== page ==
Oct 26, 2010

henriettalacks.jpgThis very “readable” biography should be a must-read for all biology and medical students. HeLa cells, taken from Henrietta Lacks when she was in treatment for cervical cancer in 1951, are still alive and have been used in developing the polio vaccine, in vitro fertilization, cloning, gene mapping and much more. They are still in use and it is estimated that if all the HeLa cells grown were piled together they would exceed 50 million metric tons. This is the story of Henrietta and her family. She grew up and worked the same land as her slave ancestors. The author did a massive amount of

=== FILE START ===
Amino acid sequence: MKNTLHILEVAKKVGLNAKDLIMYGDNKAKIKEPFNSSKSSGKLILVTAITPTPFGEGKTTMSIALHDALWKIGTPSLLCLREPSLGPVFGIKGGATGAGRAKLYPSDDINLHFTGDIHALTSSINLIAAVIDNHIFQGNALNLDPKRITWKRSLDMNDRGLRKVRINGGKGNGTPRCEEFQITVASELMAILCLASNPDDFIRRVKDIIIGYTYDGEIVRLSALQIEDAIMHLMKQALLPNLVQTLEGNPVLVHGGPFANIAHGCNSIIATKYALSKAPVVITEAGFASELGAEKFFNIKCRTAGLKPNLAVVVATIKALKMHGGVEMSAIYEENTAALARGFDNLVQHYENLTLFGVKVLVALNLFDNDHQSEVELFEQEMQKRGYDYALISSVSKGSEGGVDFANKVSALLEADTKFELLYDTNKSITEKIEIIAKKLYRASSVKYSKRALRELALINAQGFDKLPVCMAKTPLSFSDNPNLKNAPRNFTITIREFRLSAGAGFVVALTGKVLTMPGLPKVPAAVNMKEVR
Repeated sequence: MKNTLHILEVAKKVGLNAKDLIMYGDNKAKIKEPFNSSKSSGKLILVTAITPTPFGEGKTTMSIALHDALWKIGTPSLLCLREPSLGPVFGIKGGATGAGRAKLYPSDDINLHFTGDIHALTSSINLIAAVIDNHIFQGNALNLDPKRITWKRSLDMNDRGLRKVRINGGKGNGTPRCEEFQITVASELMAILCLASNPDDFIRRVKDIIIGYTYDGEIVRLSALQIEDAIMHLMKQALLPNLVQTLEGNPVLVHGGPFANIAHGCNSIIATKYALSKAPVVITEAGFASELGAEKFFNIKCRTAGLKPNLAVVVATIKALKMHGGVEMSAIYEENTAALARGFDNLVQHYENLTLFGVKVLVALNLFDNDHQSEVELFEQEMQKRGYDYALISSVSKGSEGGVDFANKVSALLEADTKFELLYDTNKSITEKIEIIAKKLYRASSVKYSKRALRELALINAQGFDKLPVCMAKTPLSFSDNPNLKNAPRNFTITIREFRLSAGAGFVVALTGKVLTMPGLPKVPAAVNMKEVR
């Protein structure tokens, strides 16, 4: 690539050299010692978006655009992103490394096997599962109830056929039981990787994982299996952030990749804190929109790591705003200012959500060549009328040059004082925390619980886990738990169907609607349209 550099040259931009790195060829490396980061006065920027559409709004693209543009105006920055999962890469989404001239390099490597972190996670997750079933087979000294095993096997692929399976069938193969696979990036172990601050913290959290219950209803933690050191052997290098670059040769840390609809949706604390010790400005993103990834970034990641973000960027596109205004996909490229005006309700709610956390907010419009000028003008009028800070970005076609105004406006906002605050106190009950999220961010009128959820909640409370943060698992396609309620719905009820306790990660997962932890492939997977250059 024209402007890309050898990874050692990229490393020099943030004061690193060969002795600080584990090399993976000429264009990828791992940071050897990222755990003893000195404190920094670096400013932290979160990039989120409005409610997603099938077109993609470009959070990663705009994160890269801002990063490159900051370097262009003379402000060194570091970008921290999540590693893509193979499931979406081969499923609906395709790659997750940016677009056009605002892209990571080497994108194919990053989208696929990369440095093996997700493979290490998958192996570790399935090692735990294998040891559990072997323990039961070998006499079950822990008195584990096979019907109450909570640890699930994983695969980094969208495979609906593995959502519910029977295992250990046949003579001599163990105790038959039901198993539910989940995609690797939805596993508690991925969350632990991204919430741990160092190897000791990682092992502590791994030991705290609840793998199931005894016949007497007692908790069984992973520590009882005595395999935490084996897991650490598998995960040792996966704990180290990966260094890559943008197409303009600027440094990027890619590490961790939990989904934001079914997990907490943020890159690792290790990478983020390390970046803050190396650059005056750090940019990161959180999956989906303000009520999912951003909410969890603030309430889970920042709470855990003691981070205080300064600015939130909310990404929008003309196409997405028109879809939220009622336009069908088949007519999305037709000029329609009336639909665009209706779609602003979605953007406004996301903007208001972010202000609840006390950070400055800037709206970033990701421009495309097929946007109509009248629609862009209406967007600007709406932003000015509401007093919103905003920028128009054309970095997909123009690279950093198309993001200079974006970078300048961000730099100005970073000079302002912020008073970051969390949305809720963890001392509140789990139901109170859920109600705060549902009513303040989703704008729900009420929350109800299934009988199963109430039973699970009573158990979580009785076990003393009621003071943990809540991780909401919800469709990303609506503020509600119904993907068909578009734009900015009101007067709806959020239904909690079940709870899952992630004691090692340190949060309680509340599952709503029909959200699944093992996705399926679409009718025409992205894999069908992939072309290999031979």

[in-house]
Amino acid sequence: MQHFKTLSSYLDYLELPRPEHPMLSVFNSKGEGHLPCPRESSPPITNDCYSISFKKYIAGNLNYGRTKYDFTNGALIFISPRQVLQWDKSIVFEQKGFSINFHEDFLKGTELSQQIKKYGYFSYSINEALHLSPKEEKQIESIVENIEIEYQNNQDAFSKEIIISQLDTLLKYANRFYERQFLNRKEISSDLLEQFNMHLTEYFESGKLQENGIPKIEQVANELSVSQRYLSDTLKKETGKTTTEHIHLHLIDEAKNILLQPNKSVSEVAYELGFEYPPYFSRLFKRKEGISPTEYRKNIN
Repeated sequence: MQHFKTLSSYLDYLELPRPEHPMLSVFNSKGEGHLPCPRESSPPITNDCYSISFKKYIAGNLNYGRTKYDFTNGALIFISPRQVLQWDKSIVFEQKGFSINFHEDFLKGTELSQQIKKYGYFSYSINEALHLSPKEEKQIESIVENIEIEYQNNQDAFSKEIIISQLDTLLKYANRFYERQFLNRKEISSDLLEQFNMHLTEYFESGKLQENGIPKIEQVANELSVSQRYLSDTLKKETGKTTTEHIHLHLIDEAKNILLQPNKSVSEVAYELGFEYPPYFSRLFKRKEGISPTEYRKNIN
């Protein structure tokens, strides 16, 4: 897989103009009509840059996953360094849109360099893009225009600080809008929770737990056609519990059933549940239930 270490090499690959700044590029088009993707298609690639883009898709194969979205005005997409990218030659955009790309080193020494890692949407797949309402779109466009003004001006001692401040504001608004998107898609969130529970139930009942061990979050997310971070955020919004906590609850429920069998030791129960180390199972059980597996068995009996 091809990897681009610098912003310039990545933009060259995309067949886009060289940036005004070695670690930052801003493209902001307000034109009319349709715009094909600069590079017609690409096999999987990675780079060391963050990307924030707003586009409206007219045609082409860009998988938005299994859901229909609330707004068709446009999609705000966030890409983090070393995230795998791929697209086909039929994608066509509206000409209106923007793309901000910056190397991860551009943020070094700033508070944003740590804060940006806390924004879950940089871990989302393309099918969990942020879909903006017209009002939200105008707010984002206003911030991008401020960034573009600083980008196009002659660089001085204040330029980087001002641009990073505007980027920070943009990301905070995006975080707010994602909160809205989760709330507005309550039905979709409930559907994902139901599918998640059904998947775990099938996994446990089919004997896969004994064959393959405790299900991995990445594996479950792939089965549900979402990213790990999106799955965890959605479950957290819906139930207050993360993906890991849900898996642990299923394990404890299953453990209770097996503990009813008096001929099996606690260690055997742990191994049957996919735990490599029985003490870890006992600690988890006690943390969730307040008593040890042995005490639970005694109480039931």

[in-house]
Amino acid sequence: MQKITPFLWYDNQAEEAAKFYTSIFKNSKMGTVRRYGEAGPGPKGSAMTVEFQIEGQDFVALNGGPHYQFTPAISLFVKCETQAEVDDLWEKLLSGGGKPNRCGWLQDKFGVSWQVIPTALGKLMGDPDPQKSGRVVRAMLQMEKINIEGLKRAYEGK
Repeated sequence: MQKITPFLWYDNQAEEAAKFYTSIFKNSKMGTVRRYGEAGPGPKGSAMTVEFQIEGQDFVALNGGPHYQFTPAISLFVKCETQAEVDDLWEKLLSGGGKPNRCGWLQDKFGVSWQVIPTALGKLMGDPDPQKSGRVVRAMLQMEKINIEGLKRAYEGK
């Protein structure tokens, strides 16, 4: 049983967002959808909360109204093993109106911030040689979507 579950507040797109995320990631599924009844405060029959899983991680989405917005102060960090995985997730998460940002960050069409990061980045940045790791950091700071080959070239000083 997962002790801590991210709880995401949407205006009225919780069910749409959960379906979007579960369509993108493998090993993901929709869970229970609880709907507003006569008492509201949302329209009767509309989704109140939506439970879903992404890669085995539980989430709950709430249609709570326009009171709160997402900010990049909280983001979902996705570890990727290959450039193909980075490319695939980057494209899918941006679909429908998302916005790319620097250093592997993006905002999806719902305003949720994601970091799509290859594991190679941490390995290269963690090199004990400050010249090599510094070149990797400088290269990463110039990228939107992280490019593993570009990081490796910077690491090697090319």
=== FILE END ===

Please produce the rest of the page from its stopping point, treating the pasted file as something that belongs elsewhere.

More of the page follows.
Feb 19, 2010


When Henrietta Lacks died in 1951, she didn't take everything with her. The doctors at Johns Hopkins took samples of her cancerous cervical tissue and turned them over to researchers, who discovered their amazing properties - HeLa, as the cells were named, became the first immortal cell line. Samples of the hardy cells were shipped all over the world, and for the first time incredibly advanced scientific research became possible. From the polio vaccine to space exploration to atomic bomb experiments, HeLa cells are seemingly omnipresent in a way Henrietta would never be... especially for